April 22, 2004

Sentence: Extended

Yet again i am reminded how that thing about the bang and the whimper is completely true. As i have mentioned to virtually everyone, itís boring here in Las Vegas. I knew when i moved here that since i donít do speed, gamble or fuck for money, i wouldnít be partaking in any of the house vices here and would have to, to a certain extent, make my own fun. Never mind that i couldnít do this in New York, somehow i was going to do it in a town where i knew no one (not anymore, thank god), didnít drive and really didnít know what the hell was going on. But the retreat was clumsily planned all around and itís just another thing i overlooked in my disorganized and ultimately futile flight, along with the lack of decent food, any form of higher culture and the fact that itís all freakiní white people in sweatshirts drinking Budweiser. Not even tallboys. I keep telling myself that any casino floor is one of the best classrooms a student of the human condition could have, but the lessons aren't what they used to be, even when Big Elvis has taken the stage.

So, essentially, itís hard to get my ass out of the house. I have nowhere to go once i do and no one to talk to once i get there. To be honest, iíve started feeling faintly nauseous every time i start gearing up to go outói donít mean to class or the supermarket, but someplace that would be a spot for social gathering if i had anyone to a) socialize or b) gather with. It takes two hours, five albums and several shots of Southern Comfort, trying to find an outfit that is kind of cute, but not too cute--which is another problem, when youíre blonde and six feet tall, you canít just hunker down on a corner barstool and go unnoticed. No, everyone knows youíre there and everyone knows youíre there alone. And i know iíll hate it, iíll be uncomfortable and miserable, i know itís pointless, i know itís meaningless, i know itíll just be another hour of standing against the wall, trying not to gulp my greyhound too fast and feeling much as F. Scott Fitzgerald once described in one of his many rejected film scripts: ďHer loneliness was so intense that she concentrated hard on looking like she hoped no one would talk to her.Ē But, like E. Carl Swanson keeps reminding me via his late-night cellphone pep talks, ďYou gotta be in it to win it.Ē And i march myself into the trenches at least twice a week, get on the bus, wander the Strip, roam the casinos, watch the band, huddle in a booth, sit at the bar until some vaguely-to-very creepy guy starts sending me drinks and/or tries to chat me up a little too insistently and i have to leave. Something iíve been wanting to do since i walked in anyway.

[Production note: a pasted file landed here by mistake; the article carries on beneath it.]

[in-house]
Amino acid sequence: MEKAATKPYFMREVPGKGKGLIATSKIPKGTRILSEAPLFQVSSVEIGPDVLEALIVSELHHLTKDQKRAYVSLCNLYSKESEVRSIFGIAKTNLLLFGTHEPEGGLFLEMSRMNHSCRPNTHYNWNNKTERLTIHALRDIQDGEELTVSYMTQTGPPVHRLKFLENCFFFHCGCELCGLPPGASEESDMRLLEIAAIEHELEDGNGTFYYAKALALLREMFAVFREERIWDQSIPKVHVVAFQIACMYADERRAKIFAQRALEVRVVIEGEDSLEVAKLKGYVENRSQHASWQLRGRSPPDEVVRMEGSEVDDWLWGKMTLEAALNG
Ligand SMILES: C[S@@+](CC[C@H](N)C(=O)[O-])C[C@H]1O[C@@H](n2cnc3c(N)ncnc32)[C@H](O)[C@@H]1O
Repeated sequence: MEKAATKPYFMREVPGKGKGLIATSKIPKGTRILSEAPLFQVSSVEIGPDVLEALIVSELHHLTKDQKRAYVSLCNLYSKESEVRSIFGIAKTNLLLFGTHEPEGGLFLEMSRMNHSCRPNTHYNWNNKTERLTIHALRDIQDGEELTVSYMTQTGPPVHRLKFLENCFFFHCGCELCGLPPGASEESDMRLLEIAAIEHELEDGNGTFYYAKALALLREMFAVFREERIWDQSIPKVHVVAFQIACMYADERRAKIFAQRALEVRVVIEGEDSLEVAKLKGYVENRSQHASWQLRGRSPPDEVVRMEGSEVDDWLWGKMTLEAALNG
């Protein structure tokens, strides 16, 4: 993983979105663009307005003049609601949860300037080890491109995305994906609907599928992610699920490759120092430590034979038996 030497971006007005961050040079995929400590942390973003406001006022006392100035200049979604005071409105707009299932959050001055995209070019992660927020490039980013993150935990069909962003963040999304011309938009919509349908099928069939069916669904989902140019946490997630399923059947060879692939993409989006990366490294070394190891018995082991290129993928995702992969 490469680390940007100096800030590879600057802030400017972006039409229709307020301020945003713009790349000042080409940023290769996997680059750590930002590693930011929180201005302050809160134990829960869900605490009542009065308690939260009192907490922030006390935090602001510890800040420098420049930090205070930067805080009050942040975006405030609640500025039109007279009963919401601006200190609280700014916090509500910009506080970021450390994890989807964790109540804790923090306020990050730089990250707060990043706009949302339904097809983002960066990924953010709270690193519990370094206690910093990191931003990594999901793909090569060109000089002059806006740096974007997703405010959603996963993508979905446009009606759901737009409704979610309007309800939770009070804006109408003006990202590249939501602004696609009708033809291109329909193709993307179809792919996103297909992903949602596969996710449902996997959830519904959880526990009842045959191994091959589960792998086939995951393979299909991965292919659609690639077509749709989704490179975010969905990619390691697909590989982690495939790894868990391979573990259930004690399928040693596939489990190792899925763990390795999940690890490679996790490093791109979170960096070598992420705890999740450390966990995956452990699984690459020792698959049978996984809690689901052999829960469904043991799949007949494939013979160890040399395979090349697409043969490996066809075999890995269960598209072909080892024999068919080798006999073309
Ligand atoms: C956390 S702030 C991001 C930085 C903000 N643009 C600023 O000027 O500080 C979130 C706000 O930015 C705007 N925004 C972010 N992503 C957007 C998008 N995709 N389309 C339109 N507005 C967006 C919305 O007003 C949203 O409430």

But, for now, i swig my greyhound and think about how fast iím regressing. I left New York City because, as i used to say, it was like the last 10 years never happened: After a decade of faithfulóand, according to many, exceptional or at least unique--service to the journalistic profession, i was totally useless and unemployable. But i come to Vegas and itís like the last 20 years never happened: i have no friends, i have no life, my personality is atrophying at an accelerating rate and i swear, any day now, iím going to relapse into stuttering like i did in elementary school. Is it any wonder i find myself taking solace in the works of Akira Kurosawa and Public Image Limited? Standing alone in the fog, broken sword in hand, nothing left to scream at. This is what you want, this is what you get.

And, as my college advisor just informed me, i can plan on being here until the end of 2007. I thought i could just finish the teacher's license part and be on my way to complete my mastersí somewhere else or pass on the teaching and slam it all through in one final semester but, no, iím supposed to teach full-time as soon as i get my license and take classes one. a. semester. And thus spend two-plus years completing 12 credits. Thus, the season in Purgatory has become a sentence in Hell. (God, and i when i think of who first compared this town to a season in Purgatory... but that's another story which i sincerely hope i am never drunk enough to tell here.)